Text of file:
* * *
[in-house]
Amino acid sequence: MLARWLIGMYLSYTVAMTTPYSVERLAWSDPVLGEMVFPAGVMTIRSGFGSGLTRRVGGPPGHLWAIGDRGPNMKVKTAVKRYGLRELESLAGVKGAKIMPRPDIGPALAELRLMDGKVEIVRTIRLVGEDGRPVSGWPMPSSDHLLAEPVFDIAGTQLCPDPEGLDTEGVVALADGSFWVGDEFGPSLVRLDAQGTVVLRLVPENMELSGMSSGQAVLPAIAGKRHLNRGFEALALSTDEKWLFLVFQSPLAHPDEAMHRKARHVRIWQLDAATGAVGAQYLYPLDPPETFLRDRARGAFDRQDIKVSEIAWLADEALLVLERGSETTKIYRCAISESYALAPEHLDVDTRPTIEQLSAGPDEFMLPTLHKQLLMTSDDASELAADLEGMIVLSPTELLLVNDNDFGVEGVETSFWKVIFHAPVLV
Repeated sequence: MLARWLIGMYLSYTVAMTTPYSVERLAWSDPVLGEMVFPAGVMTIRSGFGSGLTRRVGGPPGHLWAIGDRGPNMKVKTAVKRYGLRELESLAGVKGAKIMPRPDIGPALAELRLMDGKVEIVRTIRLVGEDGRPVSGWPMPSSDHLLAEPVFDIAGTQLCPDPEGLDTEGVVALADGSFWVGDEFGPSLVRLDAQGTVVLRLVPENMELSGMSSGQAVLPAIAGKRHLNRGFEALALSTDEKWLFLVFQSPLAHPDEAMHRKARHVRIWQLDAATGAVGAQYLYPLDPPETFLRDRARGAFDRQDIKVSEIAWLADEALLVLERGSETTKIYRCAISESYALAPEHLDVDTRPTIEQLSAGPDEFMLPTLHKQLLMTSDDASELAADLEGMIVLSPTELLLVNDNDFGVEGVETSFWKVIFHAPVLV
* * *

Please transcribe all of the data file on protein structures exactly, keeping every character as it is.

[in-house]
Amino acid sequence: MLARWLIGMYLSYTVAMTTPYSVERLAWSDPVLGEMVFPAGVMTIRSGFGSGLTRRVGGPPGHLWAIGDRGPNMKVKTAVKRYGLRELESLAGVKGAKIMPRPDIGPALAELRLMDGKVEIVRTIRLVGEDGRPVSGWPMPSSDHLLAEPVFDIAGTQLCPDPEGLDTEGVVALADGSFWVGDEFGPSLVRLDAQGTVVLRLVPENMELSGMSSGQAVLPAIAGKRHLNRGFEALALSTDEKWLFLVFQSPLAHPDEAMHRKARHVRIWQLDAATGAVGAQYLYPLDPPETFLRDRARGAFDRQDIKVSEIAWLADEALLVLERGSETTKIYRCAISESYALAPEHLDVDTRPTIEQLSAGPDEFMLPTLHKQLLMTSDDASELAADLEGMIVLSPTELLLVNDNDFGVEGVETSFWKVIFHAPVLV
Repeated sequence: MLARWLIGMYLSYTVAMTTPYSVERLAWSDPVLGEMVFPAGVMTIRSGFGSGLTRRVGGPPGHLWAIGDRGPNMKVKTAVKRYGLRELESLAGVKGAKIMPRPDIGPALAELRLMDGKVEIVRTIRLVGEDGRPVSGWPMPSSDHLLAEPVFDIAGTQLCPDPEGLDTEGVVALADGSFWVGDEFGPSLVRLDAQGTVVLRLVPENMELSGMSSGQAVLPAIAGKRHLNRGFEALALSTDEKWLFLVFQSPLAHPDEAMHRKARHVRIWQLDAATGAVGAQYLYPLDPPETFLRDRARGAFDRQDIKVSEIAWLADEALLVLERGSETTKIYRCAISESYALAPEHLDVDTRPTIEQLSAGPDEFMLPTLHKQLLMTSDDASELAADLEGMIVLSPTELLLVNDNDFGVEGVETSFWKVIFHAPVLV